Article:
Become an informed Catholic. Click here to join the fight.
VATICAN CITY (ChurchMilitant.com) - Pope Francis' encyclical Fratelli Tutti (Brothers All) has misrepresented St. Francis' evangelizing mission to Sultan al-Malik al-Kamil by hijacking the saint for interfaith dialogue, Church Militant has learned.
Indicating that St. Francis did not intend to convert the Sultan and his soldiers, but to express "fraternal openness," the pontiff writes in Fratelli Tutti: "Francis did not wage a war of words aimed at imposing doctrines" but "inspired the vision of a fraternal society."
St. Francis' attitude in encountering the Sultan was the same he instilled in his disciples when with Muslims or unbelievers — "they were not to 'engage in arguments or disputes, but to be subject to every human creature for God's sake,'" Pope Francis reflects.
St. Francis urged that "a humble and fraternal 'subjection' be shown to those who did not share his faith," states the encyclical published Sunday.
But Fratelli Tutti nowhere mentions the true purpose of St. Francis' visit to the Sultan: evangelization and the conversion of the Sultan and his soldiers from Islam to Catholicism.
Contrary to Pope Francis' claims, André Vauchez, professor of medieval history at the Université de Paris Ouest Nanterre, categorically declares: "St. Francis' presence for several months here and his attempt to convert the Sultan to the Christian faith are fully documented facts."
Church Militant has learned that the papal spin turning St. Francis' evangelizing mission into dialogue, is most likely based on the 2019 document St. Francis and the Sultan, 1219–2019: A Commemorative Booklet — published by Franciscan media as a resource for interreligious dialogue.
The preface to this 2019 document is written by Pope Francis himself, "having just returned from my visit to the United Arab Emirates" after signing his human fraternity covenant with Grand Imam of al-Azhar Ahmed al-Tayyeb.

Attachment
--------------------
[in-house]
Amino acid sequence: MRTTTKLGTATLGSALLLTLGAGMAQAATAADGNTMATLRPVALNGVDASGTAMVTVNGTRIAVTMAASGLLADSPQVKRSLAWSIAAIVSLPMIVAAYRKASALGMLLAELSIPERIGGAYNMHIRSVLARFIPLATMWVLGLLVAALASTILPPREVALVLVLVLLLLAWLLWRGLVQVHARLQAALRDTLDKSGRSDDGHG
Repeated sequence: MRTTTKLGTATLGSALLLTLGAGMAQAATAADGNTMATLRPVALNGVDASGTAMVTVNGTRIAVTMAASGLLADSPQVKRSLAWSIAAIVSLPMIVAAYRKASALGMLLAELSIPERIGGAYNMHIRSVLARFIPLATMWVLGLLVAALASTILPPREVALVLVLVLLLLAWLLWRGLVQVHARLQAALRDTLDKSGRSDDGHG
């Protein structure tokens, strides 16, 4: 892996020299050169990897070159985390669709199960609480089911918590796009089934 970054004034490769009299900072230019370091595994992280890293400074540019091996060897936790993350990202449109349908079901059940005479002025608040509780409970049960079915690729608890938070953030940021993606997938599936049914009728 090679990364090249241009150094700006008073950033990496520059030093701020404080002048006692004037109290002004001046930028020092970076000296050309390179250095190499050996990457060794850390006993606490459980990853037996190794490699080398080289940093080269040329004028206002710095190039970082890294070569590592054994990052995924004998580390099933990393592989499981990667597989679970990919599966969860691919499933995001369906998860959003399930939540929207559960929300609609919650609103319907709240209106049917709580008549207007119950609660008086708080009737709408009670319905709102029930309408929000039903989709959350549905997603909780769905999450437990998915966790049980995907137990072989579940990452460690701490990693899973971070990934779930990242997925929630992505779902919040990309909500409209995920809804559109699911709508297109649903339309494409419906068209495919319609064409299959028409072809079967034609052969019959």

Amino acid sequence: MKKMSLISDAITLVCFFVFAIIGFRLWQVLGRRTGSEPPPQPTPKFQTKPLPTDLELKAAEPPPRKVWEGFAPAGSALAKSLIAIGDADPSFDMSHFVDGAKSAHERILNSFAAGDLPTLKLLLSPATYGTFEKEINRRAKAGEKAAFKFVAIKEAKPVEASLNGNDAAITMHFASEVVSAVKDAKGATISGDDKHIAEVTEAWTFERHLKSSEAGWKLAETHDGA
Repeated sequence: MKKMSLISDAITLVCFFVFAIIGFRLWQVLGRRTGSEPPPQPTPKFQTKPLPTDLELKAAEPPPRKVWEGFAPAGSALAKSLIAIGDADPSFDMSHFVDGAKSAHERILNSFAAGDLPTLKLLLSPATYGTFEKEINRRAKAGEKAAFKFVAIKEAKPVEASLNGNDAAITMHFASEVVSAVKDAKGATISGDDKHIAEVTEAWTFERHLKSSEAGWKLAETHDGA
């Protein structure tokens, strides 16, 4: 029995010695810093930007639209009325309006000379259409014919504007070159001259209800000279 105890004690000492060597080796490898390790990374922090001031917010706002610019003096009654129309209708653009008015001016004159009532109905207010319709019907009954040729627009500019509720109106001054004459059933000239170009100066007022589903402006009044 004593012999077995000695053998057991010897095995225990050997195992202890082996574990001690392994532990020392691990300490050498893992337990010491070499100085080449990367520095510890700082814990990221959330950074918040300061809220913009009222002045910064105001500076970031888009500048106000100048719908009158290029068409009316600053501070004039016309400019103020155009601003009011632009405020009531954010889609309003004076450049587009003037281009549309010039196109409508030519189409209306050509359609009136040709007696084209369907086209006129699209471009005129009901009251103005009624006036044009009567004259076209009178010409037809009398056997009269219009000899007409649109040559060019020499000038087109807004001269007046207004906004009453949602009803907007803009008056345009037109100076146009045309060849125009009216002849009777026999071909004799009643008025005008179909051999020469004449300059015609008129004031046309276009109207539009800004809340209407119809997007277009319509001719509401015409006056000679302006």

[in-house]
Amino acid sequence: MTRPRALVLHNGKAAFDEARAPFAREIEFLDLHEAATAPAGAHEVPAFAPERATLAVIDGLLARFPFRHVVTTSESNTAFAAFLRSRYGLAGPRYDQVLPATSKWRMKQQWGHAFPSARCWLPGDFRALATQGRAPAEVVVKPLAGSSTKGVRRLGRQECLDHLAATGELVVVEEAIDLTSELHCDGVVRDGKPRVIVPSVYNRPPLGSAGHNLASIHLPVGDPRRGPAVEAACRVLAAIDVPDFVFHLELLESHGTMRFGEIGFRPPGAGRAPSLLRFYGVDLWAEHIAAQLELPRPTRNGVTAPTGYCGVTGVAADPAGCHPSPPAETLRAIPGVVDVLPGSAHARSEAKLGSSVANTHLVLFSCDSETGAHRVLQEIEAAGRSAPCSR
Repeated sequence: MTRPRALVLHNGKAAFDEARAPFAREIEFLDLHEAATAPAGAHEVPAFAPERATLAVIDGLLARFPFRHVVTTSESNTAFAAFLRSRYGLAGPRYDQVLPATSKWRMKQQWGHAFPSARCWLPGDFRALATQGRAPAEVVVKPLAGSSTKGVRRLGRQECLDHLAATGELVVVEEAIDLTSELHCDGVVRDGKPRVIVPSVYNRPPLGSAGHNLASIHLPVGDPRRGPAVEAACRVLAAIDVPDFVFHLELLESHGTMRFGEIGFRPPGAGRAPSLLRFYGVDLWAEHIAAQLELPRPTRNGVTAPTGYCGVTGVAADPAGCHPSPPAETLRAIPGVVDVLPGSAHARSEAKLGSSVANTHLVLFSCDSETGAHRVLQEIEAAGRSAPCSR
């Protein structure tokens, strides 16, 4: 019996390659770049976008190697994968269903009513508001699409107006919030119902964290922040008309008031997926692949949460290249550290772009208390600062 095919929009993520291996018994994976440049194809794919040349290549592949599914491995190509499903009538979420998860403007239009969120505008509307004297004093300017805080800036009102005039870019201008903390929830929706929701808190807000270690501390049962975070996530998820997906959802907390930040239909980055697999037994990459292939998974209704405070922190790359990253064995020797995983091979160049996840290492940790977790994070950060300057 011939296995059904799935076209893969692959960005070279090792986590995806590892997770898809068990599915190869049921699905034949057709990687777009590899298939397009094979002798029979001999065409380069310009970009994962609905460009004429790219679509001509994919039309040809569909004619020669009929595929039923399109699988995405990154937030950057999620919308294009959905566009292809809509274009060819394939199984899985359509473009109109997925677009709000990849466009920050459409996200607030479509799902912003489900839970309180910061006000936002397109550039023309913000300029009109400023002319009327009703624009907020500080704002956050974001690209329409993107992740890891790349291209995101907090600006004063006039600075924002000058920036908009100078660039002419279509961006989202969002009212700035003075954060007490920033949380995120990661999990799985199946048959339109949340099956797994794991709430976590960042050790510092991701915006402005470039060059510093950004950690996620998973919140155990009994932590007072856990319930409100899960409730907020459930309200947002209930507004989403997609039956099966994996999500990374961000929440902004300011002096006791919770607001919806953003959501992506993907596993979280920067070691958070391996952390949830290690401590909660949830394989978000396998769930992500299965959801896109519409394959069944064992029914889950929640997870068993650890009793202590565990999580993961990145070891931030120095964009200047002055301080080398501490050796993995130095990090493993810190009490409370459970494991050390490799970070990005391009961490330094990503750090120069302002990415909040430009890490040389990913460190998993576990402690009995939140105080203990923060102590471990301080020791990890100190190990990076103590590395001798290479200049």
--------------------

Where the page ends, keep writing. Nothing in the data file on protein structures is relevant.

The pontiff asks the Franciscan friars to offer Muslims "mutual esteem" that's "free of any suggestion of proselytizing that would alienate those who do not know Christ Jesus as Lord."
Pope Francis also claims that St. Francis' meeting with the Sultan in 1219, "has borne fruit in a remarkable way in the [Francis'] recent visit to Arabia."
According to the Franciscan document, St. Francis did not intend to convert the Sultan but as a result of their dialogue "both individuals gained a greater appreciation for and understanding of each other's faith and values."
This encounter "now serves as an important paradigm for dialogue between Christians and Muslims, and, by extension, for dialogue between people of all faith traditions."
The document also dismisses St. Francis' desire for martyrdom among the Muslims, claiming to have "serious doubts" if martyrdom was "the historical motivation of Francis."
The document also downgrades the primary sources that record St. Francis' meeting with the Sultan as "heavily hagiographical or stereotypically hostile towards Islam, frustrating our attempts to gather a clear picture of what might actually have happened in this momentous encounter."
"What is certain is that some kind of respectful dialogue between the men took place in the court of the Sultan," the document observes, noting "that there was, at the very least, a respectful exchange of ideas among these two men and their counselors about the faith which grounded their lives and inspired their actions."
But even this is "pure conjecture" the document proposes, even though other historians are less skeptical given the reports "by numerous chroniclers and hagiographers."
"For the chroniclers outside the Franciscan order, St. Francis sought — in vain — to convert the sultan and his people," writes historian Vauchez, in Francis of Assisi: The Life and Afterlife of a Medieval Saint, published by Yale University Press.
In fact, "the sultan had been shaken by his words and nearly converted to the Christian faith," the chroniclers record.
In one account, St. Francis' companion reports the saint announcing that he had been sent by "the Most High God in order to show the Sultan — and his people — the way of salvation and to proclaim to them the gospel which is the truth; then, he preached to the sultan the Triune God and Jesus as savior of the world with great strength of soul and fervor of spirit."
Historians also note how St. Francis challenged the Sultan to a "trial by fire" when he saw the Sultan was hesitant to convert. Both he and the Muslim clerics would enter into the fire and show, "according to the result of the test, which of the two religions was superior," writes Vauchez.
When the Muslim clerics rejected this test, Francis then proposed to the sultan that he would enter the flames alone. "The sultan would not allow this but gained a real admiration for him and even a certain desire to convert to Christianity" but did not act on this for fear of how his people would react, Vauchez adds.
Fratelli Tutti ignores this monumental evidence, while the Franciscan document quotes Vatican II's Nostra Aetate, and concludes that interreligious dialogue and not evangelization should be seen "as an essential element of the mission of the Church today" based on the paradigm of St. Francis' encounter with the Sultan.